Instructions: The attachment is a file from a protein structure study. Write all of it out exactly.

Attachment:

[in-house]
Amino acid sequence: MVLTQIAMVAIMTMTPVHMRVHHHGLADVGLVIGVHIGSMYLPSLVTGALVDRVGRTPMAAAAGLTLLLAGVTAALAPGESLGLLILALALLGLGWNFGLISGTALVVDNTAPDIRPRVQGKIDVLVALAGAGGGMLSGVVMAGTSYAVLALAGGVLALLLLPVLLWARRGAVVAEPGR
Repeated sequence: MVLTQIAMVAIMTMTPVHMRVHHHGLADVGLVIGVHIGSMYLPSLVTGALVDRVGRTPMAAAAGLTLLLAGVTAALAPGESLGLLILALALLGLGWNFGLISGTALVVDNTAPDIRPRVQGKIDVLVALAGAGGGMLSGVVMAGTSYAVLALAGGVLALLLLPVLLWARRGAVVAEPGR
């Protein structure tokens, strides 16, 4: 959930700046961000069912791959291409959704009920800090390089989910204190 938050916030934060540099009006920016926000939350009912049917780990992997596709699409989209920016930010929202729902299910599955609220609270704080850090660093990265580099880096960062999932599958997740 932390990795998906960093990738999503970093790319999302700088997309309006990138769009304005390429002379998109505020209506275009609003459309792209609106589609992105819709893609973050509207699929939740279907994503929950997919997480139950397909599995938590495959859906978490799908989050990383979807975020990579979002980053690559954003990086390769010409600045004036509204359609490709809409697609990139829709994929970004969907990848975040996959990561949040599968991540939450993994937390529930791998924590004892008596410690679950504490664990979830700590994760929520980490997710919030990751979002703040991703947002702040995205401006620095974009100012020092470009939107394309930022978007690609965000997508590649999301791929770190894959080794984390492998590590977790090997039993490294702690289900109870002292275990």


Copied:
[in-house]
Amino acid sequence: MVLTQIAMVAIMTMTPVHMRVHHHGLADVGLVIGVHIGSMYLPSLVTGALVDRVGRTPMAAAAGLTLLLAGVTAALAPGESLGLLILALALLGLGWNFGLISGTALVVDNTAPDIRPRVQGKIDVLVALAGAGGGMLSGVVMAGTSYAVLALAGGVLALLLLPVLLWARRGAVVAEPGR
Repeated sequence: MVLTQIAMVAIMTMTPVHMRVHHHGLADVGLVIGVHIGSMYLPSLVTGALVDRVGRTPMAAAAGLTLLLAGVTAALAPGESLGLLILALALLGLGWNFGLISGTALVVDNTAPDIRPRVQGKIDVLVALAGAGGGMLSGVVMAGTSYAVLALAGGVLALLLLPVLLWARRGAVVAEPGR
């Protein structure tokens, strides 16, 4: 959930700046961000069912791959291409959704009920800090390089989910204190 938050916030934060540099009006920016926000939350009912049917780990992997596709699409989209920016930010929202729902299910599955609220609270704080850090660093990265580099880096960062999932599958997740 932390990795998906960093990738999503970093790319999302700088997309309006990138769009304005390429002379998109505020209506275009609003459309792209609106589609992105819709893609973050509207699929939740279907994503929950997919997480139950397909599995938590495959859906978490799908989050990383979807975020990579979002980053690559954003990086390769010409600045004036509204359609490709809409697609990139829709994929970004969907990848975040996959990561949040599968991540939450993994937390529930791998924590004892008596410690679950504490664990979830700590994760929520980490997710919030990751979002703040991703947002702040995205401006620095974009100012020092470009939107394309930022978007690609965000997508590649999301791929770190894959080794984390492998590590977790090997039993490294702690289900109870002292275990």